Beer and the Bible: Would religious views change if ancient beer culture was better understood?
Dr. James Bowley, professor of the Department of Religious Studies at Millsaps College, told students that beer was very much a part of the ancient Eastern Mediterranean and Fertile Crescent during The Real Greek Week II.
The recent event, sponsored by the Department of Classical Studies, was called "Have a Beer, Bible Reader," and the description of the seminar asked, "Did Jesus drink beer, or was he strictly a wine man?"
"Playing off 'Greek Week' that sororities and fraternities on the Millsaps campus sponsor, the Classics Department of Millsaps had the excellent, and highly successful idea, of sponsoring 'The Real Greek Week,' which involves a week full of events for students and the general public," Bowley said.
"All the events ... (enlightened) us in enjoyable ways about the ancient world, especially ancient Mediterranean cultures: Roman food, Greek military formations and tactics, Greek mythology, the drinking of beer in the Fertile Crescent, and ... Alexander the Great's conquest of Persia."
Bowley spoke about the making and drinking of beer in Mesopotamia, Egypt and the entire Fertile Crescent, which includes ancient Israel. "As all archaeologists of the area know, references to beer are common, and a great deal of evidence shows beer making and drinking practices," he said.
"Since Mississippi just passed a new law that allows into the state many more high quality beers, I thought it would be a good time to link ancient people and cultures with modern changes in society. In addition, there's one link that many haven't thought about."
Bowley discussed beer and the Bible. "In my presentation, we (surveyed) the areas of the Eastern Mediterranean and read about beer production and drinking, and we find parallels to modern day life," he said. "Then we turn to ancient Israelite culture and see what evidence we find there. I think some people might be surprised."
Bowley said everyone who seriously studies the world and culture in which the people of Israel lived know that Israelite culture was fully integrated into that world and shared many traits and values of surrounding cultures.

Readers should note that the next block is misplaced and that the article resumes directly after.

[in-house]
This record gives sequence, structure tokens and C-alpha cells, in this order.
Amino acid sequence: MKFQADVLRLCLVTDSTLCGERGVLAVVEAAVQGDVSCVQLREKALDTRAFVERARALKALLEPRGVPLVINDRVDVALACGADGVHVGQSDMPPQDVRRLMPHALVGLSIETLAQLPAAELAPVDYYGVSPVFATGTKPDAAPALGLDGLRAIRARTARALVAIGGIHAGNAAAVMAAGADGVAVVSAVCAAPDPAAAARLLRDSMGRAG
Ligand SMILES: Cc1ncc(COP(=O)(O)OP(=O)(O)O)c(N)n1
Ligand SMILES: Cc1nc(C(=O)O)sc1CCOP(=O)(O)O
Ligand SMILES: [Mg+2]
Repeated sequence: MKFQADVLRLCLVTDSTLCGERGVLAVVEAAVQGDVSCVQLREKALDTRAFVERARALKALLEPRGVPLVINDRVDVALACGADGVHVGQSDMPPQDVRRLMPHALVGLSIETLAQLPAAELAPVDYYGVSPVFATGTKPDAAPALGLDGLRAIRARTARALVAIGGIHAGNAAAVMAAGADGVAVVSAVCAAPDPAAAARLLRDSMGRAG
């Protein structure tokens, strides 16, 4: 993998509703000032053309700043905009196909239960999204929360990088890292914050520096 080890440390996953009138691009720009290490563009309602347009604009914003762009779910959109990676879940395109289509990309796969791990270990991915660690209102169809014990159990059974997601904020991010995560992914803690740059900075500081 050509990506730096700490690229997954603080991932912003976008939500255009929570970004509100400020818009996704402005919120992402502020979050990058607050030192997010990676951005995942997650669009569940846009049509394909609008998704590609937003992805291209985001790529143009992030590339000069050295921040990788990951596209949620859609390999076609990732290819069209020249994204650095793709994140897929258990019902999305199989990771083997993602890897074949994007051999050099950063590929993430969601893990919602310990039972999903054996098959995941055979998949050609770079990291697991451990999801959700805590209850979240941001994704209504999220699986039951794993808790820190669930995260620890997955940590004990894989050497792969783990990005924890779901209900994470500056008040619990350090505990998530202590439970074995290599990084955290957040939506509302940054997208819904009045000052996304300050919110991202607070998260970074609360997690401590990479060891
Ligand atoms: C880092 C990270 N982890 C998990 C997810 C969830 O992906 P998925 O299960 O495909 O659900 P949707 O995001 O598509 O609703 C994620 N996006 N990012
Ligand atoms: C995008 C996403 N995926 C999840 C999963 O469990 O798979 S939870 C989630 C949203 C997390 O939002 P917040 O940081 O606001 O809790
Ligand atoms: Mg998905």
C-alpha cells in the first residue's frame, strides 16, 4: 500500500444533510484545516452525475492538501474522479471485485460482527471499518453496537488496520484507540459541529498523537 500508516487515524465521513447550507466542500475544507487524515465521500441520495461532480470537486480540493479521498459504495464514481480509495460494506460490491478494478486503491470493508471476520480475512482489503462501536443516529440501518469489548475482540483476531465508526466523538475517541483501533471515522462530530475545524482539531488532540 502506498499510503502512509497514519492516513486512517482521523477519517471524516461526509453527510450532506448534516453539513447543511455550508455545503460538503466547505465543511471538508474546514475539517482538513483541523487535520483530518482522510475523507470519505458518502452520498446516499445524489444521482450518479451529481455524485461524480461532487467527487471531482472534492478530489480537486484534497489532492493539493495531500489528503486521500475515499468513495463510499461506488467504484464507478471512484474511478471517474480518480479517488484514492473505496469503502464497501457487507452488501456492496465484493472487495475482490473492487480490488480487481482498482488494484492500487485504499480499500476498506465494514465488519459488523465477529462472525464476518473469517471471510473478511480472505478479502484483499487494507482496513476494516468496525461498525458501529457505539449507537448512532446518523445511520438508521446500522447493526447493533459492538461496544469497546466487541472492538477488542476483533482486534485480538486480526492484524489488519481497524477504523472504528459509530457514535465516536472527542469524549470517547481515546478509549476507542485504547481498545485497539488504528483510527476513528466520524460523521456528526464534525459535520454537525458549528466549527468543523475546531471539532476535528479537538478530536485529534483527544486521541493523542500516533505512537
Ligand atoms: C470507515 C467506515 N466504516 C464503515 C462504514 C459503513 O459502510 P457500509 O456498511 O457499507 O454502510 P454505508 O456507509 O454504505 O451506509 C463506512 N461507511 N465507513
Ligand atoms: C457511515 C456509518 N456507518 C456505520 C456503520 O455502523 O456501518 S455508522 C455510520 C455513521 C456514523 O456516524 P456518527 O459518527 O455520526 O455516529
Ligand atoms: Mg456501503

"So, for the archaeologist and historian, it would be more surprising if Israelite literature (what is known today as the Old Testament or Hebrew Bible) did not reference beer," Bowley said. "So the question becomes, are there references to beer in the Bible?"
Bowley said the beer culture of this time was prolific. "The oldest beer recipes in the world come from these cultures, and beer was a staple in their diet," he said.
Would some religious people's views about alcohol change in any way if they understood the ancient beer culture better?
"Our culture clearly has difficulties handling alcohol, as one can see from our drunk driving accident rates," Bowley said. "But it's not because our laws are not strict enough, since in cultures where drinking laws are much more lenient and wine and beer are part of daily life from a young age, there are often fewer difficulties.
"Furthermore, the idea that religious people should abstain from all alcoholic beverages is a fairly modern one in history, and peculiarly Christian, and is certainly not the case in the ancient world of Israel, or other Mediterranean cultures, or among most early Christians.
"The wise use of these beverages, and the wise use of all of creation in the ancient world and today, is the lesson that sages, both ancient and modern, teach."
Bowley said he hoped students left the presentation learning more about "ancient people who were a lot like us, and thinking more expansively about ancient Israelites and the literature they gave us in our Bibles."
Dr. David Yates was the creative director for The Real Greek Week II. "It is all too easy to forget that the New Testament was originally written in Greek within a world saturated by Greek culture and dominated by Roman might," Yates said. "In fact, the Classical Studies Department at Millsaps College offers courses in Biblical Greek in which we read portions of the Gospels in the original Greek.
"As always, I leave it to the individual audience members to take what James says, compare that to what they know and believe, and come to their own conclusions. Regardless of whether they are persuaded or not, I think that those who (participated) in any of our great events will walk away with a better understanding of the ancient Greek and Roman world."